I began with a retention enema using 8 pills of VSL#3 in about 4 ounces of distilled water, using an empty and rinsed Fleet enema bottle. About 5 minutes later I felt my long-gone sense of smell returning. I noticed a basket of essential oils that had been on my dresser for months. Hard to imagine my nose had been so impaired this wasn’t fragrant to me until now, but that’s indeed the case.

About 20 minutes later, I noticed my tinnitus getting quieter, and my whole body relaxing. My mood improved. Joint pain was lessened, also.

Oral administration of VSL#3 was my next step. I took 8 capsules, 2 doses of 4 each, that first day.

I’ve been taking 4 capsules, 3 times per day, between meals, ever since, and drinking 2 pints of distilled water with each dose. I add trace minerals to my water. I only did the retention enema on day 1, and am hoping I can stop it altogether or reduce to once per week.

Now, three days in to the 12 capsules per day oral protocol, here’s a an intriguing list of symptoms where I’m definitely seeing improvements. It’s worth noting a great many of these issues came about after taking fluoroquinolone antibiotics. How much of being “floxed” is due to altered flora?

I should underscore that probiotics are nothing new for me, and VSL#3 is one I’ve used in the past to stop ulcerative colitis flares, but I’ve never taken it in this quantity, nor have I done it with the same frequency, plus I’m also combining the doses with enough water that my stomach acid is probably being diluted, which means more flora survives to reach the colon.

I also think, subjectively, my symptoms were never this bad in previous years, so I never had this far to “bounce back”.

So many symptoms are linked. Overall, I sense a restoration of my vagal nerve function. Huge relief from a constant stuffy nose (neurological, not from typical blockage), my pulse and BP are nice and low, and my sleep patterns and mood are evening out. No more blazing hot colon, lower back and neck, either.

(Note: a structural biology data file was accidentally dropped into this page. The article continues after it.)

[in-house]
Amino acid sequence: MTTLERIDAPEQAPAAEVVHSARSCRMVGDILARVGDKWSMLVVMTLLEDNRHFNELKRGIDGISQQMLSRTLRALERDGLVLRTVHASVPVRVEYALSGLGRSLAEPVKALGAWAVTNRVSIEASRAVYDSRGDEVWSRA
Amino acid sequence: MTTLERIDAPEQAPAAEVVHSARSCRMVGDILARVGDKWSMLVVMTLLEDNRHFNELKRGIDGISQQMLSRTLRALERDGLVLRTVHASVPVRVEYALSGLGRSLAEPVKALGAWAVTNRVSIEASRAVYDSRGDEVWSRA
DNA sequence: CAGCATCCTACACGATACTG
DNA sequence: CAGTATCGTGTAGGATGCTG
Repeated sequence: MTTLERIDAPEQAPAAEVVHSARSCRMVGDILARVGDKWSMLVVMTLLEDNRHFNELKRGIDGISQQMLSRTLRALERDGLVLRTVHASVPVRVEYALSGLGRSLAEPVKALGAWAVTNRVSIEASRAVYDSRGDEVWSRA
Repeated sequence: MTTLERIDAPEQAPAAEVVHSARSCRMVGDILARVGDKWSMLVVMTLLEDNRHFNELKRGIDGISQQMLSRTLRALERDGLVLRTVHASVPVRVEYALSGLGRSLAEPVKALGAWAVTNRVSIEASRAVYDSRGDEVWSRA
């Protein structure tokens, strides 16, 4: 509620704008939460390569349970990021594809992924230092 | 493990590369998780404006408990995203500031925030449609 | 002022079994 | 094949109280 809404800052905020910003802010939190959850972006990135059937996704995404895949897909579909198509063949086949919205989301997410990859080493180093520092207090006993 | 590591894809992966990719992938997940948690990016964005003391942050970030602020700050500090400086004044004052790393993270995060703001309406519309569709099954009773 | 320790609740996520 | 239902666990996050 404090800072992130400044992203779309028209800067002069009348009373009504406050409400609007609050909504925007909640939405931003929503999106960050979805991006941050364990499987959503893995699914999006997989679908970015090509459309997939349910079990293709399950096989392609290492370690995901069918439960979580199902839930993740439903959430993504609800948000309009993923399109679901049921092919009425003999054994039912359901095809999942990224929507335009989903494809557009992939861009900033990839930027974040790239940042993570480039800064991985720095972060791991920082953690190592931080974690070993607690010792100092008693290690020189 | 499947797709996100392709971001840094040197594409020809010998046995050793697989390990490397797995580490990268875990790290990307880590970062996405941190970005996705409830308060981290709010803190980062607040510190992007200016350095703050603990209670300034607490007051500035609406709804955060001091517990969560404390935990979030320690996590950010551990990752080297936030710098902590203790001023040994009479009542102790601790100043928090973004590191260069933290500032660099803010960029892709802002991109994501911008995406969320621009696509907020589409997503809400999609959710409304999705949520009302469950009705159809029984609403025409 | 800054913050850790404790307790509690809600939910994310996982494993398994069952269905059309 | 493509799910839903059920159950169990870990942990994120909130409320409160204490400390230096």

The one thing that hasn’t changed yet, and this is fairly upsetting, is fatigue.

At first I felt strength returning to my legs, and I’d hoped this effect would snowball, but it’s less noticeable now than it was when I first started. Maybe I need to maintain the retention enemas. Another possible explanation for this is lipopolysaccharide being released, as gram positive flora is duking it out with the gram negative ones. If it’s happening in my small intestine, this means more LPS in the bloodstream. Perhaps sorting it all out is just a function of time.

Fatigue is the core of my illness, and Cipro and Levaquin were the triggers for it. I hope as I continue my therapy this will resolve, and it’s clear 3 days of anything gut-related is not enough time to know the longer term potential for healing.

I do hold out lots of hope I can eventually get my energy back, given all the other smaller improvements I’ve seen in the early going. I actually had my housemate take a “before” picture last night, because I’m so shrunken from the SIBO: 6 feet tall and 145 lbs. Underweight is nothing to mess around with, and I know it can significantly impair immunity. I had to do something, and i think i’m finally on the right track.

Have you tried a similar approach, taking large, longer term doses of probiotics? Which type works best for you? And if anyone has figured out a way to “brew” them to reduce the cost, let us know in the comments section below. Thanks.